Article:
The problem as I see it is the feedback that an actual improvement would create. How does an increased demand for natural gas, oil and gasoline keep the energy costs manageable enough to permit the recovery to continue? How does the rising interest rate environment effect the consumption patterns of 'savers' who were dumb enough to buy treasuries near an all time low? And how to foreign lenders continue to support the Treasury market when it is collapsing?

 
At 8/25/2010 11:13 PM, Blogger juandos said...

How about letting John Stossel make the case for reality?

Here's a bunch of charts that might splash cold water on some of that hot optimism...

 
At 8/26/2010 2:51 AM, Blogger bobble said...

i think the problem in the US is lack of demand. the consumer accounts for over two-thirds of the US economy.

with that in mind check out the Consumer Metrics Institute's Daily Growth Index as a leading indicator for GDP.

it's currently heading down. here's the CHART.

 
At 8/26/2010 7:20 AM, Blogger Vagabond said...

"America's businesses are capable of navigating around policy uncertainty and the twists and turns of a volatile global economy."

That's true when the policy uncertainty is over primarily technical changes. We have a government that hardly lets a week go by where they're not threatening one industry or another. We have a Congress that was "this" close to passing a Cap and Trade bill. We have a Congress that has already passed a healthcare bill with heavy front-loaded costs. We all know those costs will necessarily increase in 2014 when it comes time to start paying the 'benefits', but no one knows how much higher those costs will be. I was laid off last year because many of the venture capitalists that we relied upon decided they were going to take their ball and go home, and who can blame them? They know they have to try and eek out a return on their investment five years from now. Well that return is sure to be a lot harder to eek out in light of increased burdens for healthcare, environmental taxes, energy costs, and increased labor costs. I have a feeling a lot of businesses have taken their ball and gone home.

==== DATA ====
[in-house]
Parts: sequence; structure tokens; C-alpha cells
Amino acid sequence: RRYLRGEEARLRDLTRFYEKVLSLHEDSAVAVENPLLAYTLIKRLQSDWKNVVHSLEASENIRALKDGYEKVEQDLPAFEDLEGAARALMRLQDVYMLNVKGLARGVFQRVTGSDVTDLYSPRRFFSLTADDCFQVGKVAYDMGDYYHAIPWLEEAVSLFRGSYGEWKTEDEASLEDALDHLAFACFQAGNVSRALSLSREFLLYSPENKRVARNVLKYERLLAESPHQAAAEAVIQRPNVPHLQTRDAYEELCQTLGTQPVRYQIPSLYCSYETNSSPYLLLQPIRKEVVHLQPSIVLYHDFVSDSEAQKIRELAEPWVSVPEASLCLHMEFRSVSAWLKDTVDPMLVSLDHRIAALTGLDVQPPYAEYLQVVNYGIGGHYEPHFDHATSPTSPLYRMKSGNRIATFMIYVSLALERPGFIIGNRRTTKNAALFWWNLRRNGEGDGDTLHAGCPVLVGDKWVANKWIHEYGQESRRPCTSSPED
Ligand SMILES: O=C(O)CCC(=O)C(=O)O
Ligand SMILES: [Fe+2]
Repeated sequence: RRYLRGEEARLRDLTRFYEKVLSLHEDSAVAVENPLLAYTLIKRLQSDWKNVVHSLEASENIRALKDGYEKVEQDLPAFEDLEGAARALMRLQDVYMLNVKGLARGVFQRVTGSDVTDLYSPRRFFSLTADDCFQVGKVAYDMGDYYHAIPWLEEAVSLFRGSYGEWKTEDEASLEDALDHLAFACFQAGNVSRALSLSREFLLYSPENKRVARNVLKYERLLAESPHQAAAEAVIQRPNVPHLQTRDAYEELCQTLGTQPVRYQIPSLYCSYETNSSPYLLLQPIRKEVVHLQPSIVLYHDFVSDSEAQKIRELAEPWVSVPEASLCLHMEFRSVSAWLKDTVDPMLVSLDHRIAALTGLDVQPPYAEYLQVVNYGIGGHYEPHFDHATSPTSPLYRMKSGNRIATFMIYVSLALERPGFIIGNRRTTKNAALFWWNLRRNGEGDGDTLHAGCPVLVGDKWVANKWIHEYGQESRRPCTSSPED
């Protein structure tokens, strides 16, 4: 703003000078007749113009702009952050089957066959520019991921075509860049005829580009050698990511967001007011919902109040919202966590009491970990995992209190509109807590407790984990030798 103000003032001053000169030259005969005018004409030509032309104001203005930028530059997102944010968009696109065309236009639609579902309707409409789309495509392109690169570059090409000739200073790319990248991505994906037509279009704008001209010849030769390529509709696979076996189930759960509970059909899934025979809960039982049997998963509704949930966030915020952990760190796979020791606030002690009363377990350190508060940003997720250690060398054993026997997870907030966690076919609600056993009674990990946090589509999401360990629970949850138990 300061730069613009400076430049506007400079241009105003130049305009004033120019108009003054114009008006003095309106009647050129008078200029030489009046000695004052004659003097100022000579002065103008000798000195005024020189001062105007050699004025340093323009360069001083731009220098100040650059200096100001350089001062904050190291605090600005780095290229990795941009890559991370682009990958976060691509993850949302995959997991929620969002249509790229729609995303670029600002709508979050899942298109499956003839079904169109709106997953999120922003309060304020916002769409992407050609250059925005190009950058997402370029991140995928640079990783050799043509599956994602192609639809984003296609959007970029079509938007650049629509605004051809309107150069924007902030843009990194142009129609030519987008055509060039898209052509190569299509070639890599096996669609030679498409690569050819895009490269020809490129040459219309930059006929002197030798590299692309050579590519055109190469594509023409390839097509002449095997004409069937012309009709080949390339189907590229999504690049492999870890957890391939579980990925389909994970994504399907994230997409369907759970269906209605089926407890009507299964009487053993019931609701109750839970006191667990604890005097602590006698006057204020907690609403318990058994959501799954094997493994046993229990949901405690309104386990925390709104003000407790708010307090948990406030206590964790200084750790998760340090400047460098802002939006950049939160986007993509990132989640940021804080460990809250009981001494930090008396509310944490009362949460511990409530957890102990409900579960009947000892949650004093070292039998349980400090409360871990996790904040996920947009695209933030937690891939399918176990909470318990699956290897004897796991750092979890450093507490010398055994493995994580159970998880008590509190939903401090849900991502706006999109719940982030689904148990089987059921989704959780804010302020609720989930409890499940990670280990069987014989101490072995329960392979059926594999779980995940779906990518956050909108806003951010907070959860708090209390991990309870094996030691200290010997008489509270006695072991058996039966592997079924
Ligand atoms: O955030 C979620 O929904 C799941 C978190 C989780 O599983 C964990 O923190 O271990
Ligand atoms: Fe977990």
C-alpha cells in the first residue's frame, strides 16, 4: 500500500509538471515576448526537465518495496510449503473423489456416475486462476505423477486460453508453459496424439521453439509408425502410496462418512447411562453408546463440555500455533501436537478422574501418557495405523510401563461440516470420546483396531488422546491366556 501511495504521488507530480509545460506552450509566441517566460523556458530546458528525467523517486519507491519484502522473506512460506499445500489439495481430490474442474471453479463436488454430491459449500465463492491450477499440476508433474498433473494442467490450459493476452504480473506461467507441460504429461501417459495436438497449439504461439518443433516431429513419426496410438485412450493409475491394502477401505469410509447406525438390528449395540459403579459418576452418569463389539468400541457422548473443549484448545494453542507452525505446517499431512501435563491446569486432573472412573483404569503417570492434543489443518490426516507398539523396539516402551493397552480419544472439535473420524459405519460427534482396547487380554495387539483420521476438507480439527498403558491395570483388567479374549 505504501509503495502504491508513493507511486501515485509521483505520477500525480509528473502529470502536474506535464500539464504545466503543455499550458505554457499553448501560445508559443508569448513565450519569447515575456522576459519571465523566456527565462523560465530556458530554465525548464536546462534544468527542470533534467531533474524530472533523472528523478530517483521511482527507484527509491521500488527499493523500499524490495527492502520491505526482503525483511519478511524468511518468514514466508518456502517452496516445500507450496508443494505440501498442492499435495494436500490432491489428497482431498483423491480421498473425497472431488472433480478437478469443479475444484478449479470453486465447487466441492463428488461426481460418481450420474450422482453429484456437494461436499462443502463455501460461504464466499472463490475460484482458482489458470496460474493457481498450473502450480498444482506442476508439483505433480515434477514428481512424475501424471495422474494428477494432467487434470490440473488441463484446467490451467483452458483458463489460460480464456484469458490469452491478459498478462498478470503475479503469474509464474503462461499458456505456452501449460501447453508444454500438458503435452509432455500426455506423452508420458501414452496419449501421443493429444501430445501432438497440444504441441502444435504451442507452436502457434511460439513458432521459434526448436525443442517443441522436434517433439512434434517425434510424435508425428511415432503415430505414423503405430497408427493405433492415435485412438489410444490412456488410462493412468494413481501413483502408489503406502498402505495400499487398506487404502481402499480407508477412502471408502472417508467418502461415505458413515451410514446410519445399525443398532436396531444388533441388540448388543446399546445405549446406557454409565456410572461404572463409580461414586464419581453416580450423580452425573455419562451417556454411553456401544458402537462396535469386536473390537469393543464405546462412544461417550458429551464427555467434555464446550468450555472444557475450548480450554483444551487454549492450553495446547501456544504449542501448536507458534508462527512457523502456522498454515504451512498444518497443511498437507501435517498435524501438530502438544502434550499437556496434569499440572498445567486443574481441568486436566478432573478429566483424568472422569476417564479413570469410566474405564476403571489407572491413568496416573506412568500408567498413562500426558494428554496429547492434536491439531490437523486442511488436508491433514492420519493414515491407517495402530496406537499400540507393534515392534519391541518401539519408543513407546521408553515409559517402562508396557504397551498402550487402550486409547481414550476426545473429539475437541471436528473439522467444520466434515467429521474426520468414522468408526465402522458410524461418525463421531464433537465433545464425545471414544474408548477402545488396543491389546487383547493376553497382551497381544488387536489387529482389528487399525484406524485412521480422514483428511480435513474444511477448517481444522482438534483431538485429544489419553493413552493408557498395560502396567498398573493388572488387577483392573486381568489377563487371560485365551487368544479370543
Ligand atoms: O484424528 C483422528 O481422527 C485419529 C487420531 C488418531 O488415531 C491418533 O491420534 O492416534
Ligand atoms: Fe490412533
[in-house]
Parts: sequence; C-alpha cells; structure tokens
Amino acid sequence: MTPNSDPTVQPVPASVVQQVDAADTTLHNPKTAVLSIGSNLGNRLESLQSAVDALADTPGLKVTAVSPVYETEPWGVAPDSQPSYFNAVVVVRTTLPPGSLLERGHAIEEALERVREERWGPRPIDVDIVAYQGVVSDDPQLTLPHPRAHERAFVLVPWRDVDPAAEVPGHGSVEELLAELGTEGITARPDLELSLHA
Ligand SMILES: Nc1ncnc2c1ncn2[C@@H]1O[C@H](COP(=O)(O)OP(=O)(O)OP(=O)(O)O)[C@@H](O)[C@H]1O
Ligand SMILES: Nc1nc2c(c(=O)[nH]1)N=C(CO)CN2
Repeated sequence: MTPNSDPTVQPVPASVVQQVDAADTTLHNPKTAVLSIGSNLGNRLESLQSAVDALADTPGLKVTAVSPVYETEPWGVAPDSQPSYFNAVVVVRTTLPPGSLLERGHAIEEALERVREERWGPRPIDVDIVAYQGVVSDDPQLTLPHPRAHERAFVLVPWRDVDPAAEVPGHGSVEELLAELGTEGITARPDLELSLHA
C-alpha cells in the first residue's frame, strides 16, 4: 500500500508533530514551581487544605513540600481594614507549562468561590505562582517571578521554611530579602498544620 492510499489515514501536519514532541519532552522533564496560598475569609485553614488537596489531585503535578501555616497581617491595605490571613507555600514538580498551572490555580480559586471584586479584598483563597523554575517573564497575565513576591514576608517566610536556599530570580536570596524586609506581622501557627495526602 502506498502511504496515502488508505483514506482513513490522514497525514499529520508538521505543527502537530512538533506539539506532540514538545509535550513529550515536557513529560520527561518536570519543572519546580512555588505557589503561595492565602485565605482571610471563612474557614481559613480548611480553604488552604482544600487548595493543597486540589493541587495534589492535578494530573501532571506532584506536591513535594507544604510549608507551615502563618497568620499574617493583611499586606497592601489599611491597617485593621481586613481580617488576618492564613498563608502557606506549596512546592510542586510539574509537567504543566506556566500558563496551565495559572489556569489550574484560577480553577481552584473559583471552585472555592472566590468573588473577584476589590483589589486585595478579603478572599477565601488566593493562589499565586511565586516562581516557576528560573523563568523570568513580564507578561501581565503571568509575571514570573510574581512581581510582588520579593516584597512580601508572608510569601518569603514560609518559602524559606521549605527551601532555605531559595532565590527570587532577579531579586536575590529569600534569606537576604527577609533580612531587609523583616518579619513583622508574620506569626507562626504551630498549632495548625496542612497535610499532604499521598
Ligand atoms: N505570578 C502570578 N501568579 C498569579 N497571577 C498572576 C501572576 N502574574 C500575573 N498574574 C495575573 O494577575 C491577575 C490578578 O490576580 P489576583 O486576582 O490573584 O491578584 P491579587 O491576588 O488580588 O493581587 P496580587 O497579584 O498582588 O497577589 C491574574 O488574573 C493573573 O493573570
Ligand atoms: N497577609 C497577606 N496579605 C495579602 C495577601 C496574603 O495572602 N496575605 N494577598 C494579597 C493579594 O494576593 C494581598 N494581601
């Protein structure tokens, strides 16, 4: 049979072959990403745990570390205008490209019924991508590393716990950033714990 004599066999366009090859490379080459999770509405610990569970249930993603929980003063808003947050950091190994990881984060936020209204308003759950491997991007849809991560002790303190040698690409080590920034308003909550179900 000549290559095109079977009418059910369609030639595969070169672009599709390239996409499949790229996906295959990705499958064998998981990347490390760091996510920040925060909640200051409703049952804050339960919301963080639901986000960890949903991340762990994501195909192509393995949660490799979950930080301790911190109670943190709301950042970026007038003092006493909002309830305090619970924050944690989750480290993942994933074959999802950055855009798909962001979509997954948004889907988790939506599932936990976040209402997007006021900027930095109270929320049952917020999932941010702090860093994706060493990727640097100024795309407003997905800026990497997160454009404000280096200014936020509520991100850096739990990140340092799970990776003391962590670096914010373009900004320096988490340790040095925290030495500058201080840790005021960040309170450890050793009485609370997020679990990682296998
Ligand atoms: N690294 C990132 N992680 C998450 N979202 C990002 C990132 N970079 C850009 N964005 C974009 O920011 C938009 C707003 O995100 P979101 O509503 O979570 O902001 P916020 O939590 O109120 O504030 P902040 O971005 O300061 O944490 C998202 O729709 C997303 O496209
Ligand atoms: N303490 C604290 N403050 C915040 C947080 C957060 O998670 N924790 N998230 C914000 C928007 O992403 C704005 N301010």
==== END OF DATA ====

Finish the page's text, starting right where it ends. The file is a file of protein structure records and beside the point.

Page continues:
At 8/26/2010 7:35 AM, Blogger VangelV said...

How about letting John Stossel make the case for reality...

The Stossel commentary is very important for one reason that may have been missed by most people. He ends the commentary by letting Robert Higgs have the last word on the issue. In 1997 Higgs wrote a great paper that explained how Hoover/FDR turned a needed contraction into a Great Depression. The paper was a follow-up on the 1992 paper that questioned the claim that the war years were a time of prosperity for the United States. Few outside of the Austrian School paid attention even though the argument was sound and the empirical evidence was overwhelmingly showing that Higgs was right. In the past two years I have noticed that many commentators have finally figured out the importance of Higgs' paper. While Stossel was always up to speed I have noticed commentators and analysts on BNN (Canadian business channel) and on CNBC begin to make more and more references to Higgs' analysis. This is important because the internet is now allowing views that are not supportive of the ruling political elites to be rapidly distributed among the masses and by doing so limiting the options open to politicians. Please do yourselves a favour and read Higgs' paper by downloading it as a PDF at the link below.

http://tinyurl.com/98l4e

 
At 8/26/2010 7:41 AM, Blogger VangelV said...

i think the problem in the US is lack of demand. the consumer accounts for over two-thirds of the US economy.

Why is lower demand when there is too much debt considered a problem? Prudent consumers should reduce spending and rebuild their balance sheets so that they can survive the economic volatility. The big problem in the US is the governments inability to let the market liquidate all those bad investments made during the bubble years.

 
At 8/26/2010 8:51 AM, Blogger Junkyard_hawg1985 said...

I appreciate the charts and am hoping for an economic uptick. I agree that the world economy is in expansion and that has definitely helped several items on Grannis' list (Baltic dry index, commodity prices, trade figures, corporate profits, and industrial production). All of these tie back to what I see as the lone healthy part of the economy - exports.

The others on the list were not signs that the economy is healthy. The yield curve is being manipulated by the Fed in an effort to jumpstart the economy. Car sales are still at extremely depressed levels (>20% below normal). He had a couple of real estate charts. Real estate is in a deep depression, not a recession and getting worse.

The headline on Yahoo! was that new unemployment claims dropped this week. The four week moving average increased again to 486,750 and last weeks numbers were revised up. I expect this week's numbers to be revised up as well.

 
At 8/26/2010 8:52 AM, Blogger juandos said...

"He ends the commentary by letting Robert Higgs have the last word on the issue. In 1997 Higgs wrote a great paper that explained how Hoover/FDR turned a needed contraction into a Great Depression"...

CHA-CHING!...

Very good VangelV! Exactly right sir!

We are repeating history...

BTW did anyone else catch this story link from the Drudge Report this morning?

Morgan Stanley Says Government Defaults Inevitable

 
At 8/26/2010 10:08 AM, Blogger juandos said...

Another case for optimism?